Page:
A youth walks by the Langston Hughes House, center, in Harlem. Bebeto Matthews/AP

A group of writers is raising $150,000 to save the poet’s home from becoming another condo or coffeeshop.

If you’ve ever strolled right by the brownstone on 20 East 127th Street in Harlem, New York, you’d be forgiven for not knowing that it once belonged to Langston Hughes. Aside from a small plaque, there’s scant indication that one of America’s most prolific poets of the Harlem Renaissance spent his last 20 years there.

The home was given landmark status in 1981, but is now covered with overgrown ivy and peeling paint. Its interior remains vacant and in disrepair. Yet, in a gentrifying neighborhood that’s seen a boom in trendy coffeeshops and that’s about to get its first Whole Foods, the property is estimated to be worth more than $3 million.

Developers have already begun to turn nearby brownstones into luxury condos. And Renée Watson, an award-winning young-adult novelist based in Harlem, can’t bear to see that happen to the home of one of her biggest inspirations.

“I’ve always said [Hughes’s] poetry was a mirror to my life,” she says. “Growing up as a black girl in the Pacific Northwest, I didn’t have a lot of art that reflected my life. [T]o read a poem where he talks about just everyday people in their everyday lives, it has helped me stay grounded in the stories that I want to tell, knowing that our stories matter.”

So Watson began fighting to save Hughes’s home. In late July, she launched her nonprofit, the I Too Arts Collective—named after a well-known Hughes poem calling for equality—and started an Indiegogo campaign to raise $150,000. That sum would cover a year’s worth of rent plus renovation costs.

At the time of this writing, she’s raised over $53,000, which is $13,000 more than what she needs to sign the lease. Fellow writers and artists have pitched in, donating signed books and illustrations to offer as rewards to donors. Watson says the owner of Hughes’s home has also showed her support by agreeing not to put the house on the market just yet.

To Watson, who’s lived in the neighborhood for the past 10 years, the space is valuable not only to artists but also to the black community. “I see it as a space to nurture future voices,” she says. “Langston left a legacy of poetry about people—our people—who have been marginalized and misunderstood. I think riding in that same vein and creating [space] for] our people to put on record their own history and dreams is a powerful thing.”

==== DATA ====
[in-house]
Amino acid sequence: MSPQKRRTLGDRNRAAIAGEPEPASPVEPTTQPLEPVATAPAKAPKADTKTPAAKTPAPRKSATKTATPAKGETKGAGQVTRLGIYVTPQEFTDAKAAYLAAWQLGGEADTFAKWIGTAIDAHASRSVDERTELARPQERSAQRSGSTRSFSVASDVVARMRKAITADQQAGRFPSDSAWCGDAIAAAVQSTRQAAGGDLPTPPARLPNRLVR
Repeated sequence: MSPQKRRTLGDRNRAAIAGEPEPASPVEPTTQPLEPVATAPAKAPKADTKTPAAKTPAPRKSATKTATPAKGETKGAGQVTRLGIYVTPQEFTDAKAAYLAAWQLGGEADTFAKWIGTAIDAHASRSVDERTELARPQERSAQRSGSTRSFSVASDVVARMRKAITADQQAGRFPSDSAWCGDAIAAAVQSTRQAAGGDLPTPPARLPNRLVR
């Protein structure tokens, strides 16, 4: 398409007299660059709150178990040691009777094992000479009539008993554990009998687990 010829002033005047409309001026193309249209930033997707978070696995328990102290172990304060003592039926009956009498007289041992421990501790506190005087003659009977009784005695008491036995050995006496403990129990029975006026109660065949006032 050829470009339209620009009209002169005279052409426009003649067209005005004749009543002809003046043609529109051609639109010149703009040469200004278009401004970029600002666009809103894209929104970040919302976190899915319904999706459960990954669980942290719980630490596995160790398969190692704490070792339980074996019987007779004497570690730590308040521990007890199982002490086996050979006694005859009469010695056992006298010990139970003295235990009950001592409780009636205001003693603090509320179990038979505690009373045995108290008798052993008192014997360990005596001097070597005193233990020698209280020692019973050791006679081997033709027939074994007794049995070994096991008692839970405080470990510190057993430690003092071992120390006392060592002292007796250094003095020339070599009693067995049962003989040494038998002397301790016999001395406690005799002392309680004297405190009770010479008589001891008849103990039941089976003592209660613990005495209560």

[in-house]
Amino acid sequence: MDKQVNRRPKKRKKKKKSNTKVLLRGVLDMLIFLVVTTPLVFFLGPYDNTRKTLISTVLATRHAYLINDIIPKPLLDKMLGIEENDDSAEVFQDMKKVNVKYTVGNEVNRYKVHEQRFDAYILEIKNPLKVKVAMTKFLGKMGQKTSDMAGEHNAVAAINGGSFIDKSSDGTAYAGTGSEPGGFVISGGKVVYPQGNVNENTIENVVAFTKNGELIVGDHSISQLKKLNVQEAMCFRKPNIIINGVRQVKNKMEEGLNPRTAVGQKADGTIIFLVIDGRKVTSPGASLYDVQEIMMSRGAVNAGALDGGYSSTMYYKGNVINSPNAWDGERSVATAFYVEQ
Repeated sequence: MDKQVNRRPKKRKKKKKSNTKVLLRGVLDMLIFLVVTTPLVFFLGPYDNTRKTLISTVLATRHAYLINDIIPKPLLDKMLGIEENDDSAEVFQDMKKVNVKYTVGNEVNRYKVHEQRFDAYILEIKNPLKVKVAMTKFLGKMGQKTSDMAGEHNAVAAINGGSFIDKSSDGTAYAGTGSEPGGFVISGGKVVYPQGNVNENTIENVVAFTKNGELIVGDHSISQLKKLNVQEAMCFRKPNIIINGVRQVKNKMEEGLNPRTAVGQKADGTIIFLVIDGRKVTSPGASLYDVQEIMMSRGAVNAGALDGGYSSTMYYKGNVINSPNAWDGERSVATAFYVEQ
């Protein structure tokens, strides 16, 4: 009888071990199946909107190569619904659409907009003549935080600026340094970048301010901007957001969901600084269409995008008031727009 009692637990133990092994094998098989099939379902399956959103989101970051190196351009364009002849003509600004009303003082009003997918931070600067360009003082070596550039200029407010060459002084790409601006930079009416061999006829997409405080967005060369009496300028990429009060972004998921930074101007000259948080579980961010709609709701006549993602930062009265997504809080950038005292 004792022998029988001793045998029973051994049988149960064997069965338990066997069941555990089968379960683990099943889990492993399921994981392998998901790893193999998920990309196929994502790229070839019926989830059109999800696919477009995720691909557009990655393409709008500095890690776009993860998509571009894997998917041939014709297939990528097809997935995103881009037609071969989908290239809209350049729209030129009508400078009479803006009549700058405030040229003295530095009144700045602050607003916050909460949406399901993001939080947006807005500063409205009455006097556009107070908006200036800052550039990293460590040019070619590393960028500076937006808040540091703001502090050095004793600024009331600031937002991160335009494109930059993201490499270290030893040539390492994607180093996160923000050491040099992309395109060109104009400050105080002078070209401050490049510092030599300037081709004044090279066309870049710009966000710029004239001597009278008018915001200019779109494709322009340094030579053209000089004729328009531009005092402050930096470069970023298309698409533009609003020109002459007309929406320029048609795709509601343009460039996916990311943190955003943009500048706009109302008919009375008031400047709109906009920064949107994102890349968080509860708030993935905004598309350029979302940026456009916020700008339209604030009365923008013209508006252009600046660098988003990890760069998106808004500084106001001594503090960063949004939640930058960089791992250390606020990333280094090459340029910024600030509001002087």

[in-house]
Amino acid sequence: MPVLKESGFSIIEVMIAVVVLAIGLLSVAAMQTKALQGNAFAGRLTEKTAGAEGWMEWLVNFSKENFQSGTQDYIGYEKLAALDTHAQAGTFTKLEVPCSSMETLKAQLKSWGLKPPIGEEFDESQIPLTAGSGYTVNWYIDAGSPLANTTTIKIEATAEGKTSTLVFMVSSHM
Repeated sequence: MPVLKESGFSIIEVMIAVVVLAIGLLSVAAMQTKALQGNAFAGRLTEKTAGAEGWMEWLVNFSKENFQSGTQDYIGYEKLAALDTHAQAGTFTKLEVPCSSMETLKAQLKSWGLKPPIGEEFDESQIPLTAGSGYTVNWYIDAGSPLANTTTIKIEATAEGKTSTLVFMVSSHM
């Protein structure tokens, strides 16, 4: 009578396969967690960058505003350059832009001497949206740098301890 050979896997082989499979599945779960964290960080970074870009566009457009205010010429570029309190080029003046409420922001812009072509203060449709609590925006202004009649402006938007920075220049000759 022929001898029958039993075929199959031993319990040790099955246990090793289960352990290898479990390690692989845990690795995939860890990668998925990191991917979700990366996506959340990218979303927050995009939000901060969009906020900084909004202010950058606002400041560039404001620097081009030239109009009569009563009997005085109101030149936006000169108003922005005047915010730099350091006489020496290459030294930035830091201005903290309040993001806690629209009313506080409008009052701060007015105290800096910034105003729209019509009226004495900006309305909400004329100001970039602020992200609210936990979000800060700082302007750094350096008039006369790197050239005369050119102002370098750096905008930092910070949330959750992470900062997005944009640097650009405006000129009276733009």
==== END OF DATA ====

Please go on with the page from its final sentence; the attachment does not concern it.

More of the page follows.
A group of musicians tried to save Hughes’s house in 2007 by turning it into a studio, but that project was never finished. If Watson’s project is successful, she says she has big plans. With help from the city, sponsors, and other organizations, she hopes to turn the property into a place for open-mic nights, author readings, art shows, and workshops for budding local talent. Further down the road, she hopes to start an artist-in-residence program, where visiting artists can stay right in Hughes’s home during their time in New York City.

Watson says the project has been on her mind for years, but she finally took action after returning from a recent book tour. "Coming back to Harlem and seeing all these new places right in my neighborhood, it was like, ‘Wow,’” she says. “I was just traveling for a little and it's like a new neighborhood. It just felt like, ‘Who am I waiting on?’”

It’s not that she doesn’t appreciate Harlem’s new look; the streets are safer and the coffeeshops have ultimately become her workspace. "It's the push-out that I’m not for,” Watson says. “The feeling of newness and change coming in—but not for the people who've been there, who’ve worked hard and wanted it for so long."

Watson’s views are shared by many. Writing in a op-ed piece for The New York Times, historian and author Michael Henry Adams bemoaned Harlem’s ongoing gentrification, which has leveled many historic buildings and pushed out its black residents:

It was painful to realize how even a kid could see in every new building, every historic renovation, every boutique clothing shop—indeed in every tree and every flower in every park improvement—not a life-enhancing benefit, but a harbinger of his own displacement.

In fact, it’s already happening. Rents are rising; historic buildings are coming down. The Renaissance, where Duke Ellington performed, and the Childs Memorial Temple Church of God in Christ, where Malcolm X’s funeral was held, have all been demolished. Nightlife fixtures like Smalls’s Paradise and Lenox Lounge are gone.

Watson says she took a cue from the protagonists of her latest book, This Side of Home, about two sisters coming to terms with the changes to their once all-black neighborhood. One welcomes the change while the other is putting up a fight for the displaced.

"I can't be a writer and write about strong girls … who try to go out and change things and use their voices,” she says, “and then not do that myself."

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